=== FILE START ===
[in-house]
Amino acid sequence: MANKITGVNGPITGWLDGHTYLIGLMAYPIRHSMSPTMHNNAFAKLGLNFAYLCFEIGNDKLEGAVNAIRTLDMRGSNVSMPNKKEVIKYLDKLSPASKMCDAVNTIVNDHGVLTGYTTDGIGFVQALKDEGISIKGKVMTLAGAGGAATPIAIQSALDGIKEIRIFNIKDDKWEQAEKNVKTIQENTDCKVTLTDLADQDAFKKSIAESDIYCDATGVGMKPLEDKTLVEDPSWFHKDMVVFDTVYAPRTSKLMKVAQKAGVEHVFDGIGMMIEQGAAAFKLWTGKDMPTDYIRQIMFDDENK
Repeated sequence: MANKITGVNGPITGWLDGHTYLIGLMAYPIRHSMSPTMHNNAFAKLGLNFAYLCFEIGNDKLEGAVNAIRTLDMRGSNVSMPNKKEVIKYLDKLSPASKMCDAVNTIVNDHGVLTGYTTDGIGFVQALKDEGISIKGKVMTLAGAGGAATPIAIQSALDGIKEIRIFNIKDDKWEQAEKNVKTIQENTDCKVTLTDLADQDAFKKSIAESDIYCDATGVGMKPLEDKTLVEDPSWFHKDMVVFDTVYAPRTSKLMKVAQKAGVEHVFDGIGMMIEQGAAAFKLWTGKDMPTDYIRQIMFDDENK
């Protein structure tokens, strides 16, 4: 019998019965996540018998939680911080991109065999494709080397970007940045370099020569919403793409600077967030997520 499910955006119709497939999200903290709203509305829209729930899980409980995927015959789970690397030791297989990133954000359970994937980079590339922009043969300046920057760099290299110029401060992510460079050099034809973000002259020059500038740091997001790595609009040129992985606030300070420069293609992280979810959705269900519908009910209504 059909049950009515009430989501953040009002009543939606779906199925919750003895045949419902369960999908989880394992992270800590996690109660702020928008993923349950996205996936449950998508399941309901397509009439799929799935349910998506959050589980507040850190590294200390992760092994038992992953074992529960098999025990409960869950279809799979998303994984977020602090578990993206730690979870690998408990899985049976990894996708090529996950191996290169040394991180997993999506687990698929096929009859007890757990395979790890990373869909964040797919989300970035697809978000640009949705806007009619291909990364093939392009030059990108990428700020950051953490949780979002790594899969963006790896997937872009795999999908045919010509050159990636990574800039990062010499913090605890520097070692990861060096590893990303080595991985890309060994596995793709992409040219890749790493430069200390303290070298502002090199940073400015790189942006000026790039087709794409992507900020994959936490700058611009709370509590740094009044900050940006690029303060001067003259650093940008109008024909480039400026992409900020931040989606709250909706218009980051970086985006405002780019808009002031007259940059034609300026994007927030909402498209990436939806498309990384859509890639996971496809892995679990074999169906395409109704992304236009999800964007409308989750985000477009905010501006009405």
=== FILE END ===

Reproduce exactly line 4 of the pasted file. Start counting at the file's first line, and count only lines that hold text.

């Protein structure tokens, strides 16, 4: 019998019965996540018998939680911080991109065999494709080397970007940045370099020569919403793409600077967030997520 499910955006119709497939999200903290709203509305829209729930899980409980995927015959789970690397030791297989990133954000359970994937980079590339922009043969300046920057760099290299110029401060992510460079050099034809973000002259020059500038740091997001790595609009040129992985606030300070420069293609992280979810959705269900519908009910209504 059909049950009515009430989501953040009002009543939606779906199925919750003895045949419902369960999908989880394992992270800590996690109660702020928008993923349950996205996936449950998508399941309901397509009439799929799935349910998506959050589980507040850190590294200390992760092994038992992953074992529960098999025990409960869950279809799979998303994984977020602090578990993206730690979870690998408990899985049976990894996708090529996950191996290169040394991180997993999506687990698929096929009859007890757990395979790890990373869909964040797919989300970035697809978000640009949705806007009619291909990364093939392009030059990108990428700020950051953490949780979002790594899969963006790896997937872009795999999908045919010509050159990636990574800039990062010499913090605890520097070692990861060096590893990303080595991985890309060994596995793709992409040219890749790493430069200390303290070298502002090199940073400015790189942006000026790039087709794409992507900020994959936490700058611009709370509590740094009044900050940006690029303060001067003259650093940008109008024909480039400026992409900020931040989606709250909706218009980051970086985006405002780019808009002031007259940059034609300026994007927030909402498209990436939806498309990384859509890639996971496809892995679990074999169906395409109704992304236009999800964007409308989750985000477009905010501006009405």